During the 2013 Christmas season, some residents along 80th Avenue became very upset when they learned that the Township of Langley was going to remove on-street parking along 80th Avenue as part of widening along that corridor. This was always part of the Township’s plan.
The Township of Langley allows “temporary” parking in future travel lane along roads that will eventually be widened. Some areas of Walnut Grove have had these “temporary” parking areas for over a decade. Parking is a lighten-rod issue, and removing on-street parking is a recipe for controversy. Some people along 80th Avenue were bullied by their neighbours to sign a petition to keep parking along 80th Avenue.
You can read more about this in a previous post, but the short story is that the Township commissioned a study which found that people weren’t using their garages and on-site parking for vehicles. If people actually parked their vehicles on-site, there wouldn’t be an over-subscription of on-street parking.
|Current state and original widening proposal for 72nd Avenue at 193 Street in Clayton. Select image to enlarge.|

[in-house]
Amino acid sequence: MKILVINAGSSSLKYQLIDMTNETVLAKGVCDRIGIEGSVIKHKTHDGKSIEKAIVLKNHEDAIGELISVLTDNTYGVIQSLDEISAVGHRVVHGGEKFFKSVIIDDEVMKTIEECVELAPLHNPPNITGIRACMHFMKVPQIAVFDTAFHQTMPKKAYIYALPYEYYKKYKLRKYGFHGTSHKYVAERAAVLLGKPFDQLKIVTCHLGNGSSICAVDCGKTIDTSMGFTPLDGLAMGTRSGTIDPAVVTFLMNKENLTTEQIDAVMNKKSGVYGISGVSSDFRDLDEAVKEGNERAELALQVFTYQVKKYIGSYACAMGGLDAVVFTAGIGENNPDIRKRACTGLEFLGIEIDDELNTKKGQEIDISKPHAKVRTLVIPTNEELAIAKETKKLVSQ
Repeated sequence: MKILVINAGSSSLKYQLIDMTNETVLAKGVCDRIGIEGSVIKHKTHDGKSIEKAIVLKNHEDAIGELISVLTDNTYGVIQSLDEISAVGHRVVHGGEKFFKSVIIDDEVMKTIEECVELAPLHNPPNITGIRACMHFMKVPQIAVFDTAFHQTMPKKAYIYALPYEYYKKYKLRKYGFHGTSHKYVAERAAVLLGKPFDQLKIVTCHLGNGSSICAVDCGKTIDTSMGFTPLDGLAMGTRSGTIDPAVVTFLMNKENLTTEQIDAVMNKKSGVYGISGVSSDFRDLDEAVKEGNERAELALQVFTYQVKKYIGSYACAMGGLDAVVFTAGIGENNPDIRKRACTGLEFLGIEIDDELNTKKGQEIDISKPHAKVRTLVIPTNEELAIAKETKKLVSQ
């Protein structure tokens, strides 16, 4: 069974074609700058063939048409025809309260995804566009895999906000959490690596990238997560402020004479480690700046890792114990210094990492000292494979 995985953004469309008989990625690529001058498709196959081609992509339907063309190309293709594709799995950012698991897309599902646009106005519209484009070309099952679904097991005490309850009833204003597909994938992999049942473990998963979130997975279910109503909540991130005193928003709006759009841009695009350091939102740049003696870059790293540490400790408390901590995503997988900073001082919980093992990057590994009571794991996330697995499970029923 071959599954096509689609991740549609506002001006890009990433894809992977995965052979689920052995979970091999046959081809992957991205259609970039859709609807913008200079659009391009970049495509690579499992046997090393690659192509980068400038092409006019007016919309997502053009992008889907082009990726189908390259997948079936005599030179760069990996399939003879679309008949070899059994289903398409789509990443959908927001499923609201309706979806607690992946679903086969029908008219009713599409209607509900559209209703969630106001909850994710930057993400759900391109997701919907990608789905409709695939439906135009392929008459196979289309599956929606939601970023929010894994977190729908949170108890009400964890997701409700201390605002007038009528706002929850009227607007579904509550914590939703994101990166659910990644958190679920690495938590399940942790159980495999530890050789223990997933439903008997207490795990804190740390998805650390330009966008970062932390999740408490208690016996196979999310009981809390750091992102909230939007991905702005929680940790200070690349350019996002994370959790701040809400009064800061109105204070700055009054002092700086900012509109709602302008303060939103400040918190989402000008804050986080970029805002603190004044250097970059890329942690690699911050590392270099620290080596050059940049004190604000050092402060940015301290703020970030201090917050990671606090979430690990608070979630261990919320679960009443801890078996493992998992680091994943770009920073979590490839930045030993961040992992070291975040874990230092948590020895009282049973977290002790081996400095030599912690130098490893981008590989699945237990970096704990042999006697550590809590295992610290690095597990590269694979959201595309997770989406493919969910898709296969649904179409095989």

Interesting enough, some residents in Surrey’s Clayton Height became very upset this past Christmas season when they learned that the City of Surrey was finally moving forward with widening 72nd Avenue between 193rd Street and the Township of Langley border. Currently, some residents park in an ad-hoc fashion along this corridor. The City's original plan would see no parking along 72nd Avenue, like other major roads in the community.
These Clayton residents setup a website where you can see their perceptive on the issue. Even though the current, temporary parking along 72nd is not officially sanctioned —like in the Township where they install “Parking, Future Travel Lane” signage— the controversy is the same.
It would not surprise me if, just like along 80th Avenue in the Township, Clayton residents are using their on-site parking for everything else but parking their vehicles.
Going forward, the City of Surrey and Township of Langley should ensure that in new areas, parking expectations are managed. If a street will become a “no parking” street, parking should not be allowed from day one. To ensure that everyone has equal access to the valuable on-street parking, in areas where parking is oversubscribed, parking permits should be introduced. Parking demand needs to be managed. Creating more on-street parking will never be able to meet the demand in these areas.
It would be a really shame, going against the spirit of both Surrey’s and Langley’s Sustainability Charters, if sidewalks are shrunk and bike lanes removed to accommodate additional on-street parking.